Besides revitalizing citizenship along the lines of thinking globally and acting locally, a more universal sense of service and sacrifice remedies an unwholesome civil-military relationship. Rather than slogans and bumper stickers, if civilians truly wish to honor veterans, police, firefighters, first responders and others in uniform who put their lives on the line on their behalf, then they should strive to make this a country worth the sacrifice of those they emulate much less than they admire. They need not go far, for there are myriad ways to become citizens as responsible to neighbors as to nation - patriotism being something you do and not just say.

But those giving back owe something to those paying it forward. "Our mission," I tell other veterans sharing a privileged place of veneration, "is not complete until we've explained to our youth what service and sacrifice has meant to us. What they do with our hard-earned wisdom is up to them, but this much at least we owe them." Such a dialogue fosters the passing of the baton of leadership to another generation in search of its own answer to what it means to be an American in today's world.

On a more practical side, as the National Service Ride project points out in its school presentations, service learning is where real education begins. Beyond enfranchising disconnected youth, it's the easiest way to obtain vital 21st century economic qualifications, among them team-playing, team-building, and team-leading along with interpersonal and problem-solving skills. It helps build the networks from which the majority of vocations are now found. Businesses now looking at labor more as an investment than a cost are seeking people of character, integrity, commitment, dedication, maturity, and reliability that only self-less service can engender. The implications of a better qualified work force for prosperity in general and a revitalized middle class in particular are enormous.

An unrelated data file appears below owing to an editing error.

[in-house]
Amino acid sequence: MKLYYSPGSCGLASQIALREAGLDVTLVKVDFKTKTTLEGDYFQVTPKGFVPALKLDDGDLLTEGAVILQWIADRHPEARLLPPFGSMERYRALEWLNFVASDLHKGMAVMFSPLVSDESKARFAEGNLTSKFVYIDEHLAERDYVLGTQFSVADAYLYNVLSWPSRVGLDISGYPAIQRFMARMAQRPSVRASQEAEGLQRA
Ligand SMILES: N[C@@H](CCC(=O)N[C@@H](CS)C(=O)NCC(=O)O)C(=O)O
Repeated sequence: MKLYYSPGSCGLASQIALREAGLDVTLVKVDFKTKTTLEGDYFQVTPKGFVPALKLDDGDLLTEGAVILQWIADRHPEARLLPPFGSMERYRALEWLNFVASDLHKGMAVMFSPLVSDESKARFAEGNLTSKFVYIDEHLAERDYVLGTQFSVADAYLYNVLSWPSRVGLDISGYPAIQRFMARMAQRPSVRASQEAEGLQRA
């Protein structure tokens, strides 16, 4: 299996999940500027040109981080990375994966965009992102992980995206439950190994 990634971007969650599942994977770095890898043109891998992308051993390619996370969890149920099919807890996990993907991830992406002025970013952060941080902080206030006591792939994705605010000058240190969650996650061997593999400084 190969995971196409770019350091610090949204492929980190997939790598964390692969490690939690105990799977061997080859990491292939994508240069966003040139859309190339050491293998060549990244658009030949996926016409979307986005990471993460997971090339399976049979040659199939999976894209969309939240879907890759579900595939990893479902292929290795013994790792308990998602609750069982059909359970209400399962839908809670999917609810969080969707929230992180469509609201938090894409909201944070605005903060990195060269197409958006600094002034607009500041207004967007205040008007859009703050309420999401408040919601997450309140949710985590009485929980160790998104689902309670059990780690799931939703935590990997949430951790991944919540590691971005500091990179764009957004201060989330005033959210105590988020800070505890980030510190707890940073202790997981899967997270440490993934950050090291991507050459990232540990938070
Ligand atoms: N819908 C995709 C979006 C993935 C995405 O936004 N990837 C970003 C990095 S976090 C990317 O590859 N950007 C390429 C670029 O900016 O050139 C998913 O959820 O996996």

While more hands, hearts, and minds are needed for public and national service, most Americans can best serve their country by serving their community. It is, after all, it communities - not its capital - that makes the United States the exceptional country it is. Besides, as many organizations like the Alliance for Peacebuilding, TRENDS Global, and the UN Association well know, the dynamics of building peace and security as well as civil society and social resilience are the same over here as they are over there - whether with community policing, gender equality, race and religious relations, and so on.

The blessings of liberty ultimately come through inclusiveness and a sense of community fostered from and not despite diversity. This country's founders were well aware of this, going out of their way to make sure America works better from below than above. Its long-standing penchant for charity, volunteerism, and bottom-up change puts the United States in an ideal position to remain a world leader - morally and not just physically. And like charity, citizenship begins on the block. In today's world, you can go global by first going local.

Washington is not going to fix America; America is going to fix America. People here have more power to change their county than they may otherwise believe. The sooner enough of them act upon the common sense notion that they do better for themselves when they do better for each other, the country will again move forward in meaningful way. And they will find the "Unum" in E pluribus Unum.